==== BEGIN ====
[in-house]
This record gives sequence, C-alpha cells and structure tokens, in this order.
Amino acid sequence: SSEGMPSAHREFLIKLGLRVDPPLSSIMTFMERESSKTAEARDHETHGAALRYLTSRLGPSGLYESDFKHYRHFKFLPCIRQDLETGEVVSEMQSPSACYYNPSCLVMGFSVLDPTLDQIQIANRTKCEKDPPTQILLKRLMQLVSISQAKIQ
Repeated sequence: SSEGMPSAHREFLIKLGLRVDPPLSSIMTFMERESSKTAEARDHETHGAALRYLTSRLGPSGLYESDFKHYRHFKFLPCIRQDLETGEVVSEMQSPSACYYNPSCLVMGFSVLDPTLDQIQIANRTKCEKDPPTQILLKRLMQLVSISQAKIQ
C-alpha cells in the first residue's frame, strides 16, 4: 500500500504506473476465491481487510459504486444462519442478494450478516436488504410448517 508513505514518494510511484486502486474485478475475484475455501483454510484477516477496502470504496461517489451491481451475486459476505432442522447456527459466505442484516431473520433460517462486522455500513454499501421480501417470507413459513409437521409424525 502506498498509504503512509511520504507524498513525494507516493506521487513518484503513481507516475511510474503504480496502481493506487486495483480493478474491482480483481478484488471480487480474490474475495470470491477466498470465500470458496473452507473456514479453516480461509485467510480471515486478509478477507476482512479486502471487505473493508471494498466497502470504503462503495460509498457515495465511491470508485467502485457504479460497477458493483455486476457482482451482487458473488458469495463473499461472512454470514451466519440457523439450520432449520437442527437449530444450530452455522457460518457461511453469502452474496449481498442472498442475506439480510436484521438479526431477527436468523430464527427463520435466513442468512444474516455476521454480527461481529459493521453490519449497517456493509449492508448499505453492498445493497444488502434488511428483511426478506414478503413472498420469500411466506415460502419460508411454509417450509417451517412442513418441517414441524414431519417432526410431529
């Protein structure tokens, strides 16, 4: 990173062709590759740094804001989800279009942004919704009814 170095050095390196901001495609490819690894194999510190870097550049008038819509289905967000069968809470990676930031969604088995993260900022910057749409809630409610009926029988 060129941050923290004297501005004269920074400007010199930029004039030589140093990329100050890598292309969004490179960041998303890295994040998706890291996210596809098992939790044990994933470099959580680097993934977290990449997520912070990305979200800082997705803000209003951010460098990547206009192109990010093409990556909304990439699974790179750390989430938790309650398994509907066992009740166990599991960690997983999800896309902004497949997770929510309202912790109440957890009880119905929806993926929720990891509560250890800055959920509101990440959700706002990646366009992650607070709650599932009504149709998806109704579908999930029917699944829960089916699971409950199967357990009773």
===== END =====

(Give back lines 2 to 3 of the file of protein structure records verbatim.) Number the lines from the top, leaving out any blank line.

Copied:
This record gives sequence, C-alpha cells and structure tokens, in this order.
Amino acid sequence: SSEGMPSAHREFLIKLGLRVDPPLSSIMTFMERESSKTAEARDHETHGAALRYLTSRLGPSGLYESDFKHYRHFKFLPCIRQDLETGEVVSEMQSPSACYYNPSCLVMGFSVLDPTLDQIQIANRTKCEKDPPTQILLKRLMQLVSISQAKIQ